City SundayMysore

India must become the skill capital of the world

The Indian diaspora can be found across almost every nation in the world and most of them are successful immigrants contributing to the larger good of the country they have chosen to live in. What has underpinned the success story of Indian emigrants across the globe has been their ability to leverage their personal skills, work hard and adapt to the local community. From the indentured labourers in Fiji and Mauritius to Punjabi farmers in Canada, to the more recent technology consultants in Europe and America, the Indian emigrant is a story of success.

Amid the current geopolitical churn, as India tries to cement its position in the new world order that is taking shape, its people can be its greatest strength. With 10 to 12 million youth entering the workforce every year, India should not only train and skill them for the domestic economy but for the world also. Apart from the current health crisis creating a great demand for healthcare professionals, in many other trades such as oil and gas, construction, diamond processing and Information Technology (IT), too, India has the advantage of skilling its youth for the global market.

There is clearly a demand for skilled talent from a wide variety of nations that include Scandinavian countries, Russia, Italy, Germany and even East European nations like Romania. Many of them have a State-supported programme to attract international talent. One such example is ‘Talent Boost’ in Finland.

India should leverage its image as a benign power with a strong democratic tradition and tolerant society to create partnerships with such countries, quite like that announced with Japan recently. A Government to Government (G2G) arrangement secures better terms for migrant workers and ensures better protection of their rights.

A part of the G2G arrangement should be to allow India’s National Skills Qualification Framework (NSQF) being accepted in the receiving country. If required, bespoke programmes can be created under the NSQF or bridge modules may be introduced to meet the assessment and certification framework of the receiving country. We could look to create regional centres of excellence, specifically for training of youth for international markets.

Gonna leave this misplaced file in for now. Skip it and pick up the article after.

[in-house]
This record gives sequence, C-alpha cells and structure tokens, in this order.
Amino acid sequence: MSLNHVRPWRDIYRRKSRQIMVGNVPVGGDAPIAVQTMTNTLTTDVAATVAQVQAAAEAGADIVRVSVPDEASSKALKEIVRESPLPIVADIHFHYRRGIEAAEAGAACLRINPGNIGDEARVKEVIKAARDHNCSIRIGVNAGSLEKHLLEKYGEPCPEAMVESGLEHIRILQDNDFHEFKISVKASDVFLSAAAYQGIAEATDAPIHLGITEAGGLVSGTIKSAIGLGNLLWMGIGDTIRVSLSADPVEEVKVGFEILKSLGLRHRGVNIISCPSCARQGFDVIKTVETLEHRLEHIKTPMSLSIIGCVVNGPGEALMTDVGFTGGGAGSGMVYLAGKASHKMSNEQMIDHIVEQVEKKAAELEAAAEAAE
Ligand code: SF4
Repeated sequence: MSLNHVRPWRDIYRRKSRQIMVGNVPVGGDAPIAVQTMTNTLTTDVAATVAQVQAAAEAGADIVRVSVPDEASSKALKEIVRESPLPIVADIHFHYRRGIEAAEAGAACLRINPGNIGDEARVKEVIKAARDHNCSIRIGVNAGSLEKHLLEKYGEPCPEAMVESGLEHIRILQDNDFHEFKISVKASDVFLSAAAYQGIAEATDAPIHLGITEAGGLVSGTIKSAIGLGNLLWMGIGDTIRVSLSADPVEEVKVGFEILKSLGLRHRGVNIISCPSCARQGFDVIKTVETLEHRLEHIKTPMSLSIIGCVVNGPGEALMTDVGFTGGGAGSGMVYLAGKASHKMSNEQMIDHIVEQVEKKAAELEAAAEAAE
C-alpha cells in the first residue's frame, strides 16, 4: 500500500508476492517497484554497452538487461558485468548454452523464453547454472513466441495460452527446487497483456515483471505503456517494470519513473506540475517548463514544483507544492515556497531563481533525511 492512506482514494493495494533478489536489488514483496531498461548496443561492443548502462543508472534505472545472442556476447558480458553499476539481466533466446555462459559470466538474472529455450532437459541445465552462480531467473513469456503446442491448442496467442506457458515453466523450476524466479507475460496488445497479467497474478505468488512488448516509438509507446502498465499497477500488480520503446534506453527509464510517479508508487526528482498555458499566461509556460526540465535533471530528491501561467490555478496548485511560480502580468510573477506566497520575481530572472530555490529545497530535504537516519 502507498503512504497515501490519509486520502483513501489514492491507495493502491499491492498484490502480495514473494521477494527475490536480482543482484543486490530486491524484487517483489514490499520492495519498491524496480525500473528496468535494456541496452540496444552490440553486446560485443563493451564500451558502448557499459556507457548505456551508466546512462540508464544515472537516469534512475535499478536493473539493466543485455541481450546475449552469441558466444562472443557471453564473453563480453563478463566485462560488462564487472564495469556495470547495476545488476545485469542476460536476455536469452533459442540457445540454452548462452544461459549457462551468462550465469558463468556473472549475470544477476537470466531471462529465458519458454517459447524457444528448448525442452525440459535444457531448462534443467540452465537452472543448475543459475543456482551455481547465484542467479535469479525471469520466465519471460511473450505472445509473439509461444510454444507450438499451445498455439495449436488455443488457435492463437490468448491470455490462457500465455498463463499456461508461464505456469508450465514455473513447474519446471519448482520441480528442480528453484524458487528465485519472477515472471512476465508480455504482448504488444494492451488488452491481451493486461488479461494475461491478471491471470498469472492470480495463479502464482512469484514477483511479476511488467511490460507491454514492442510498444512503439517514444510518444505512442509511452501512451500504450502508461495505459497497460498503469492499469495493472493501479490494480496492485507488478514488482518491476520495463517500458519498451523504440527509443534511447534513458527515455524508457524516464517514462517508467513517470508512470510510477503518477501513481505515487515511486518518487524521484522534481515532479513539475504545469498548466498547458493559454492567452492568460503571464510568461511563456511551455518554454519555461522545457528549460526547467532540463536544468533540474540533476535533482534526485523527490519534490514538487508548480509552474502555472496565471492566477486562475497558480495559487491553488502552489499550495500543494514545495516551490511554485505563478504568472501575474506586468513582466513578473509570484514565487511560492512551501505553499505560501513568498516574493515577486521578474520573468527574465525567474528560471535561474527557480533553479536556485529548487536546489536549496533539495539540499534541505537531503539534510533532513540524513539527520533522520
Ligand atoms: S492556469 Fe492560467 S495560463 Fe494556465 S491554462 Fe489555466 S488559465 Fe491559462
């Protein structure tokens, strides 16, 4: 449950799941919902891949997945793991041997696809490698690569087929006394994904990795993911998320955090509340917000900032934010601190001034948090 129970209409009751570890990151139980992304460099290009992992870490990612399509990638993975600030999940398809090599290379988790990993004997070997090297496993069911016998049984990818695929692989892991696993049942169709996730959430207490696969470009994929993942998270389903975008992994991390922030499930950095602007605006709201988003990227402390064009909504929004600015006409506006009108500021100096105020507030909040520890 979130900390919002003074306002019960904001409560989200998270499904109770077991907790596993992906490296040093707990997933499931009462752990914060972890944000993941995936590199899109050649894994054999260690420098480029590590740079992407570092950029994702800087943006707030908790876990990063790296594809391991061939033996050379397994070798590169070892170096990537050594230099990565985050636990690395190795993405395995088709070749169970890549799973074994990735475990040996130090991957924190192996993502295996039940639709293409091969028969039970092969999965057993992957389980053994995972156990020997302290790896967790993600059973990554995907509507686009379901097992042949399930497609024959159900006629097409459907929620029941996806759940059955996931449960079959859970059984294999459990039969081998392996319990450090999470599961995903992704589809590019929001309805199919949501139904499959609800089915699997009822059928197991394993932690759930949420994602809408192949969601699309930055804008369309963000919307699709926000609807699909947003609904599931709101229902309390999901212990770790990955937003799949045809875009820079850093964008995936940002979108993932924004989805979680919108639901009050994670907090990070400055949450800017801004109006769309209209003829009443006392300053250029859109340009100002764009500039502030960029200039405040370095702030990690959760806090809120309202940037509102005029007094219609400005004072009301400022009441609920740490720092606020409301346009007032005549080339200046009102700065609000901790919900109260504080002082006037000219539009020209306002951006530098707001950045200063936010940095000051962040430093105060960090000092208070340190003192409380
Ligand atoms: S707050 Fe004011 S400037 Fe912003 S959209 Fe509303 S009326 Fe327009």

India should create formal and structured pathways for labour mobility by the private sector. There exist many organisations that facilitate this international mobility, but a code of conduct will prevent any potential exploitation of migrating workers. International mobility of labour should become an essential part of India’s economic diplomacy. We should work towards breaking down barriers in international labour supply to ensure hassle-free movement of talent.

This approach to skilling in India has multiple advantages. It helps the Indian youth find gainful employment and helps to channelise their energy towards productive purposes. This will also give a great boost to the international remittances India receives annually. This in turn will contribute to the growth of the country’s economy and help improve our living standards.

Hard-working youth contributing to the host country’s economic growth will help enhance India’s soft power. The host country benefits from accepting migrants who are tolerant, adaptable and easy to assimilate. The IT professional’s contribution to changing India’s image as a country of “snake charmers and bullock carts”  cannot be exaggerated.

Further, those workers who choose to return home will contribute to the domestic economy by bringing new knowledge, experiences and methods that will enhance productivity.

India could leverage the G2G partnerships to bring in world-class pedagogy, technology, curriculum, content and the infrastructure required for the delivery of vocational education.

We should aspire to become the skill capital of the world. India needs to enter into cooperation agreements with many more countries, like it has done with Japan, to build formidable partnerships in areas of skill development. It is only then that it will transform into an international skills hub.

It is, however, a surprise that the recently launched Pradhan Mantri Kaushal Vikas Yojana’ 3.0 fails to elucidate the Government’s strategy to achieve this aspiration. It lacks the road map to make India the skill capital of the world by overlooking the chronic challenges of quality infrastructure, training, pedagogy and the involvement of international partners in the delivery of skilling programmes.

The new normal of the post-Covid world presents exciting opportunities for India to leverage its power in the skilling sphere because it has brought a completely new framework for virtual operations with robust digital platforms to deliver skilling programmes to trainees and connect them to international employers.

The Government should move quickly to formulate policies to address the vital aspect of international mobility for our youth in a post-Covid world by imagining new paradigms of digital skilling by augmenting the adoption of digital technologies. (MR, Inputs: Agencies).

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